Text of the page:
The post title says musical gut check – and by that I mean gut strings! Sunday evening, I made my debut on a period instrument! I kind of cheated a little. I used a chin rest and my own modern bow. But the strings were gut, the ‘A’ was pitched at 430 Hz, and my two partners in crime were both seasoned period performance pros. It was an interesting experience (and ultimately, a very enjoyable one), and I thought it might be of interest to my readers to know what this adjustment was like for me.
What: A performance of Classical string trios on period instruments.
Where: The workshop of Darrell Hanks, bowmaker, Pearl District, Portland, OR.
When: Sunday, October 9th, at 7:30pm
A spread of wine and cheese was on offer.
Warming up in the space before the concert started.
Violist trying to play in tune. Did I succeed?
Such good friends – happy after the performance! L-R: Charles Noble, Shirley Hunt, Adam Lamotte
First of all, the pitch issue. In modern performance, the A that ensembles tune to [the A between C4 and C5, also known as a’] is between 440 and 442 Hz (vibrations per second), most European orchestras tune to A442, while most German orchestras are now at A443. Early music performers most often tune to A415, which is a half-step flat to modern pitch. Between the Baroque period and the present day, pitch has gradually crept upward – markedly so when instrumental music became something other than an accompanimental genre [for a fascinating read – including the fact that concert pitch in the 18th century actually rose to a minor third HIGHER than current concert pitch – see this Wikipedia article]. The accepted convention now is that Classical period music is often performed at A430, just about half way between Baroque and modern pitch.
So, how does that affect perception of intonation? It plays severe havoc with it (at least in my case)! When I hear the open strings on the period viola, tuned to 430, it feels incredibly out of tune because everything is a quarter-tone flat. The instrument doesn’t ring that way my ear expects it to, after 39 years of playing at 440. Plus, gut strings don’t stay on pitch with any degree of reliability like modern steel and synthetic core strings do. If one has time to devote to just playing at one pitch level for a period of time, the ear can settle into the new normal. However, my preparation period for this concert didn’t allow that. At all.
Musical ping pong.
The week of the concert was the rehearsal period for the Oregon Symphony’s second classical series concerts. So I was ping-ponging between 430 and 440, not to mention two dissimilar violas, all week, every day. The day of the concert, we had an OSO matinee at 2pm, sandwiched by a dress rehearsal for the trio concert at Noon, and followed by the trio concert at 7pm – with a sound check in the space at 6pm. Not how I would have planned it if everyone had free schedules – but when does that ever happen?
So, with all of that tuning nonsense aside, it was really a fun experience. First of all, cellist Shirley Hunt, whose idea this was, and violinist Adam Lamotte are both exceptional musicians, and we all get along with each other – both musically and personally – very well. Sometimes that’s more than half the battle! Secondly, the repertoire was hard to top.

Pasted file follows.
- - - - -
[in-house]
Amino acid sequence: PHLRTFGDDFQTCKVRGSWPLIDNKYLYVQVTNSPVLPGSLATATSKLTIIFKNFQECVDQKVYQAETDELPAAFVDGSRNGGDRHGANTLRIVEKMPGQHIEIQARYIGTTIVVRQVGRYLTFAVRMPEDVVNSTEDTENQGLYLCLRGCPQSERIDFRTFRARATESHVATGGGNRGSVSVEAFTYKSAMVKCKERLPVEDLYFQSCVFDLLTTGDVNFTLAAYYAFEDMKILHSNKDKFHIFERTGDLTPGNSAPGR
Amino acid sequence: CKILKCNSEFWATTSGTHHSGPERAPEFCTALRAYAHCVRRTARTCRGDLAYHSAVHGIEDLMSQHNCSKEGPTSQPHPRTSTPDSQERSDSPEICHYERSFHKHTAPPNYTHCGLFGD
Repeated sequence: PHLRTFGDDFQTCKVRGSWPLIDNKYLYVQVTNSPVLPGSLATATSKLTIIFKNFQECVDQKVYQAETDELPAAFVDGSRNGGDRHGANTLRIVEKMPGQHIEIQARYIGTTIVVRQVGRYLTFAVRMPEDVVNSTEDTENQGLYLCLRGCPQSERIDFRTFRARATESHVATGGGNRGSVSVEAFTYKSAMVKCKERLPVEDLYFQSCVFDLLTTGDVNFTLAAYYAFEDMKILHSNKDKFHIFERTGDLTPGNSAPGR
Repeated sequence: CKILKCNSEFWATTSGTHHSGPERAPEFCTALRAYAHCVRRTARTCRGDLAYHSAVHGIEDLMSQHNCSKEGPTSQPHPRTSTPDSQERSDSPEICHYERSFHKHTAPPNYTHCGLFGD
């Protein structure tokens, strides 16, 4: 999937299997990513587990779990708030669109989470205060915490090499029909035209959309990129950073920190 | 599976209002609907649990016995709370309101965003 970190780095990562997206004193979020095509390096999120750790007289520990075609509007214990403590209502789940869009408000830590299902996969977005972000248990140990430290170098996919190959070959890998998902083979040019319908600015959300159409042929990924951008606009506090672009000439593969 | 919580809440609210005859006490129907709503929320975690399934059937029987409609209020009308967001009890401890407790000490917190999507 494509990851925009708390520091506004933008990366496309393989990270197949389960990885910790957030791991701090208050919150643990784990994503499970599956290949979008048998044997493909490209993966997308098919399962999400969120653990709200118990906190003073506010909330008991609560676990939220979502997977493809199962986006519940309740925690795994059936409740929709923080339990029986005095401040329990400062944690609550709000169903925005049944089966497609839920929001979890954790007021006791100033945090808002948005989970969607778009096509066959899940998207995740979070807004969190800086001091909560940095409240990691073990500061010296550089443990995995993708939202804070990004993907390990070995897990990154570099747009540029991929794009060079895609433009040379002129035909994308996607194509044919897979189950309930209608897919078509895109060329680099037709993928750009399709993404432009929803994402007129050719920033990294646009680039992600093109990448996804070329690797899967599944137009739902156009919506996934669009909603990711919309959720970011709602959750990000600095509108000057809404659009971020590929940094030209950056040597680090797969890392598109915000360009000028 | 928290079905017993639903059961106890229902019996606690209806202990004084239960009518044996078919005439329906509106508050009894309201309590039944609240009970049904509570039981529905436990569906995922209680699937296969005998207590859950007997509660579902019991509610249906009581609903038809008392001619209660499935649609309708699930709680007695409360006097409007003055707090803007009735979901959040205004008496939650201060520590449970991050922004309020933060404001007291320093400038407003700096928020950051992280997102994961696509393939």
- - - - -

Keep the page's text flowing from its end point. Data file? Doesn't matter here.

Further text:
Schubert’s junk mail?
We began the evening with the single movement String Trio in B-flat major, D. 471, which is pure tuneful Schubert at his best. Shirley dug up the factoid that Schubert was at this time sharing an apartment with a man named Franz Schober, which begs some sort of zany sitcom, doesn’t it? I’d bet they were each getting junk mail meant for the other, too.
The next piece on our Viennese Classical survey was Mozart’s E-flat major Divertimento, K. 563. Divertimenti were most often occasional pieces, written to be performed for courtly functions, and not necessarily for the formal concerts to which we are largely used to today. Mozart may have been joking with is title, as this piece is one of the largest and most technically demanding trios in the repertoire. We played the opening Allegro movement and the Andante variations movement. Such great music!
Beethoven in training
Finally, we played our one complete work for the evening, Beethoven’s Op. 9, no. 1 in G major. Beethoven was very much learning the ropes of string chamber music through the composition of his five string trios. Everything that one loves in the extraordinary fifteen string quartets to come is already there in the compositional DNA of these trios. In particular, the gorgeous E major Adagio and concluding D major Presto foreshadow some great moments in his later output.
A thanks to Hanks, et al
A special thanks must go out to Darrell Hanks for his making his bowmaking studio available for concerts such as this! There will be several more throughout the coming concert season, and I’ll try to make sure to publicize them on the blog’s performance calendar as I find out about them. This would also include thanks to our wonderful audience of 20 chamber music fanatics, who gave us such undivided attention (even with the groaning table of wine and cheese close by!) and peppered us with some really intelligent questions afterward. Also, a huge thanks to Adam Lamotte for the use of his wonderful Testore model period viola. I hope I didn’t beat it up too much with my modern bow! And finally, much love and thanks to Shirley Hunt, who thought up this whole crazy idea, and brought her wonderful playing and smiling face (and fervent love of La Croix water) back to her hometown of Portland, all the way from Boston!
Correction: Franz Schober’s name was originally spelled ending with a ‘t’. It does not.